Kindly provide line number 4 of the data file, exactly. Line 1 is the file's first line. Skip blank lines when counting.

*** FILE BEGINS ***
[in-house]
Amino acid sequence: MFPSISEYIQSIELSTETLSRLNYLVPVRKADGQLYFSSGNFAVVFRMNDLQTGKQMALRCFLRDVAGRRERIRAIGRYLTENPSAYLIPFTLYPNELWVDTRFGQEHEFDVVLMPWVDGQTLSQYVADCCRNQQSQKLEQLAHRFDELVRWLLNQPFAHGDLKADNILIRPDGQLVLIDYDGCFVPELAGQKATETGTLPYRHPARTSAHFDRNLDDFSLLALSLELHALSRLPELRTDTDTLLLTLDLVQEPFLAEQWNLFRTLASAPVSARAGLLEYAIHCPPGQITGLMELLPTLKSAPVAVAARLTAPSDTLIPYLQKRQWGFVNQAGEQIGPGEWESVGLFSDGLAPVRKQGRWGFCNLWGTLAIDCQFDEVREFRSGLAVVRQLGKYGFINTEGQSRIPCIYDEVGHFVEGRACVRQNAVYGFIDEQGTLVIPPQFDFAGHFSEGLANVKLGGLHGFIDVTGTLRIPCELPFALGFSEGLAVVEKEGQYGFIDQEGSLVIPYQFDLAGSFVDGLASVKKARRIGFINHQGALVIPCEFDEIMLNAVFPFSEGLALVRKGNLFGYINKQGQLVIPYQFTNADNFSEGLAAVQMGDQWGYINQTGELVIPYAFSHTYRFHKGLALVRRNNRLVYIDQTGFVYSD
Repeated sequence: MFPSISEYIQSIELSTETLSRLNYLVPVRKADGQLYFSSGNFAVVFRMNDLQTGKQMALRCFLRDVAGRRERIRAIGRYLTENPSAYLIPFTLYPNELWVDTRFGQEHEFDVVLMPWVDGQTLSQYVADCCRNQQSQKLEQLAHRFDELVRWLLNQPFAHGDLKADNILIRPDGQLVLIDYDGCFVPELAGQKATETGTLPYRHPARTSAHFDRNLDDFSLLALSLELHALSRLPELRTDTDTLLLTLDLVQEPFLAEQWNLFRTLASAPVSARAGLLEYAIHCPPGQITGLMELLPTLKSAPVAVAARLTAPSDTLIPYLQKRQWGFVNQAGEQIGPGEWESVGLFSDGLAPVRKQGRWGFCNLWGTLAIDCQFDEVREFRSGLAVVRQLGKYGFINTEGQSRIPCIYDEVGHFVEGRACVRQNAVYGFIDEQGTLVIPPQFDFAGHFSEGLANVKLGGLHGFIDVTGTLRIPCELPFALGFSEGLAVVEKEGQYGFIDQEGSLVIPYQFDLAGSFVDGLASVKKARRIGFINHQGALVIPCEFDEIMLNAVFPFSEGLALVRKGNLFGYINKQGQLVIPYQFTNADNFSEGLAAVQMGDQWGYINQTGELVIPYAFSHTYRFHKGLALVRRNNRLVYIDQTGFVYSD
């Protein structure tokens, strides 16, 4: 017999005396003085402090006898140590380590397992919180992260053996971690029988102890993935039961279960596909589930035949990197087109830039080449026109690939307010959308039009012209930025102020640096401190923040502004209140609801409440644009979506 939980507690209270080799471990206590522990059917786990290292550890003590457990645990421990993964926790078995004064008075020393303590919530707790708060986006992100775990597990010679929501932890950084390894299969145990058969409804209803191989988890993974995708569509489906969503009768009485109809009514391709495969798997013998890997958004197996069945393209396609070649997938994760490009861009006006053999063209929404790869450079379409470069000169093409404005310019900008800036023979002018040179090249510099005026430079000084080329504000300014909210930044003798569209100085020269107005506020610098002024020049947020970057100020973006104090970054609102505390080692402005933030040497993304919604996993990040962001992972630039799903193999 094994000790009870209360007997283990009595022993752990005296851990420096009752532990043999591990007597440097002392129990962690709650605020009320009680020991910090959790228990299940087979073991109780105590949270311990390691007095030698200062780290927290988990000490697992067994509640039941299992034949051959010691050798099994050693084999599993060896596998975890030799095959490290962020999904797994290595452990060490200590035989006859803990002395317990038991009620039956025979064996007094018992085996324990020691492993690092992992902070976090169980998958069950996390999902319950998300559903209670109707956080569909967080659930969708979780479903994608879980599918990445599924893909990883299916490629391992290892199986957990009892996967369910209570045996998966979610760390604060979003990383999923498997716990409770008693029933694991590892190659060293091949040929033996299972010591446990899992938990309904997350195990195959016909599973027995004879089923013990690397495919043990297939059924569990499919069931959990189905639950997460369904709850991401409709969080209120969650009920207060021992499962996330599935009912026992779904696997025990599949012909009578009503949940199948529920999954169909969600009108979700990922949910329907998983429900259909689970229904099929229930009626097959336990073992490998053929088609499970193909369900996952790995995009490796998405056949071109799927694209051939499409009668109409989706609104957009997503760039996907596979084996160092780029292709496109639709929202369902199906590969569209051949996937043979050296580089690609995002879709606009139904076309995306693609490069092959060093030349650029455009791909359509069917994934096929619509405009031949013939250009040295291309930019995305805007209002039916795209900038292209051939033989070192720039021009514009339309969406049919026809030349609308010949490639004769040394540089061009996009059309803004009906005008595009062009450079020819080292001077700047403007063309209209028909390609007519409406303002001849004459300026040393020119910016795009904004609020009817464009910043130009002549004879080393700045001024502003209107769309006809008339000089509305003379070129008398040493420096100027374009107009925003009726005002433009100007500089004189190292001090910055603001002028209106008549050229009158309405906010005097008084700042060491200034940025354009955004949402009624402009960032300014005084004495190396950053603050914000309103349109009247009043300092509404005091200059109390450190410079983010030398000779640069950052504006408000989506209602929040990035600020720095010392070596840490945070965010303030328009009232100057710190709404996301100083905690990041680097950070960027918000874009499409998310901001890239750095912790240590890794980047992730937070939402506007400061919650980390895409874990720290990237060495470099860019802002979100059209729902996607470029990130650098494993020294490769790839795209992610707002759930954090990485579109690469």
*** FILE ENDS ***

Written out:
């Protein structure tokens, strides 16, 4: 017999005396003085402090006898140590380590397992919180992260053996971690029988102890993935039961279960596909589930035949990197087109830039080449026109690939307010959308039009012209930025102020640096401190923040502004209140609801409440644009979506 939980507690209270080799471990206590522990059917786990290292550890003590457990645990421990993964926790078995004064008075020393303590919530707790708060986006992100775990597990010679929501932890950084390894299969145990058969409804209803191989988890993974995708569509489906969503009768009485109809009514391709495969798997013998890997958004197996069945393209396609070649997938994760490009861009006006053999063209929404790869450079379409470069000169093409404005310019900008800036023979002018040179090249510099005026430079000084080329504000300014909210930044003798569209100085020269107005506020610098002024020049947020970057100020973006104090970054609102505390080692402005933030040497993304919604996993990040962001992972630039799903193999 094994000790009870209360007997283990009595022993752990005296851990420096009752532990043999591990007597440097002392129990962690709650605020009320009680020991910090959790228990299940087979073991109780105590949270311990390691007095030698200062780290927290988990000490697992067994509640039941299992034949051959010691050798099994050693084999599993060896596998975890030799095959490290962020999904797994290595452990060490200590035989006859803990002395317990038991009620039956025979064996007094018992085996324990020691492993690092992992902070976090169980998958069950996390999902319950998300559903209670109707956080569909967080659930969708979780479903994608879980599918990445599924893909990883299916490629391992290892199986957990009892996967369910209570045996998966979610760390604060979003990383999923498997716990409770008693029933694991590892190659060293091949040929033996299972010591446990899992938990309904997350195990195959016909599973027995004879089923013990690397495919043990297939059924569990499919069931959990189905639950997460369904709850991401409709969080209120969650009920207060021992499962996330599935009912026992779904696997025990599949012909009578009503949940199948529920999954169909969600009108979700990922949910329907998983429900259909689970229904099929229930009626097959336990073992490998053929088609499970193909369900996952790995995009490796998405056949071109799927694209051939499409009668109409989706609104957009997503760039996907596979084996160092780029292709496109639709929202369902199906590969569209051949996937043979050296580089690609995002879709606009139904076309995306693609490069092959060093030349650029455009791909359509069917994934096929619509405009031949013939250009040295291309930019995305805007209002039916795209900038292209051939033989070192720039021009514009339309969406049919026809030349609308010949490639004769040394540089061009996009059309803004009906005008595009062009450079020819080292001077700047403007063309209209028909390609007519409406303002001849004459300026040393020119910016795009904004609020009817464009910043130009002549004879080393700045001024502003209107769309006809008339000089509305003379070129008398040493420096100027374009107009925003009726005002433009100007500089004189190292001090910055603001002028209106008549050229009158309405906010005097008084700042060491200034940025354009955004949402009624402009960032300014005084004495190396950053603050914000309103349109009247009043300092509404005091200059109390450190410079983010030398000779640069950052504006408000989506209602929040990035600020720095010392070596840490945070965010303030328009009232100057710190709404996301100083905690990041680097950070960027918000874009499409998310901001890239750095912790240590890794980047992730937070939402506007400061919650980390895409874990720290990237060495470099860019802002979100059209729902996607470029990130650098494993020294490769790839795209992610707002759930954090990485579109690469």